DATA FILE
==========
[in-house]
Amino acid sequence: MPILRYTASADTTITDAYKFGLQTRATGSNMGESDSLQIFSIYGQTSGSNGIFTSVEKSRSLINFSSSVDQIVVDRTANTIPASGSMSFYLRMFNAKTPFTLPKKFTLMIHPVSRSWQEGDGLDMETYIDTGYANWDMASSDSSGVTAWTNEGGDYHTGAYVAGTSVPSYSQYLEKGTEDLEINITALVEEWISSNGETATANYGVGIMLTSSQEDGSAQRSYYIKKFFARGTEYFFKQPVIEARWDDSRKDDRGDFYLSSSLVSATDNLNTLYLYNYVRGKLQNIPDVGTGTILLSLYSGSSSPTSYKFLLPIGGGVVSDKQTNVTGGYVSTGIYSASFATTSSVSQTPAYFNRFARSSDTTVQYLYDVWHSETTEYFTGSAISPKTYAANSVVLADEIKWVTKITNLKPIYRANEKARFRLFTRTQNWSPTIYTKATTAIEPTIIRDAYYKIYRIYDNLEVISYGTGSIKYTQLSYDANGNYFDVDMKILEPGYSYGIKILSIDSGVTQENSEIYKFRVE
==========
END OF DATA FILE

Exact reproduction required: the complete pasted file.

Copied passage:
[in-house]
Amino acid sequence: MPILRYTASADTTITDAYKFGLQTRATGSNMGESDSLQIFSIYGQTSGSNGIFTSVEKSRSLINFSSSVDQIVVDRTANTIPASGSMSFYLRMFNAKTPFTLPKKFTLMIHPVSRSWQEGDGLDMETYIDTGYANWDMASSDSSGVTAWTNEGGDYHTGAYVAGTSVPSYSQYLEKGTEDLEINITALVEEWISSNGETATANYGVGIMLTSSQEDGSAQRSYYIKKFFARGTEYFFKQPVIEARWDDSRKDDRGDFYLSSSLVSATDNLNTLYLYNYVRGKLQNIPDVGTGTILLSLYSGSSSPTSYKFLLPIGGGVVSDKQTNVTGGYVSTGIYSASFATTSSVSQTPAYFNRFARSSDTTVQYLYDVWHSETTEYFTGSAISPKTYAANSVVLADEIKWVTKITNLKPIYRANEKARFRLFTRTQNWSPTIYTKATTAIEPTIIRDAYYKIYRIYDNLEVISYGTGSIKYTQLSYDANGNYFDVDMKILEPGYSYGIKILSIDSGVTQENSEIYKFRVE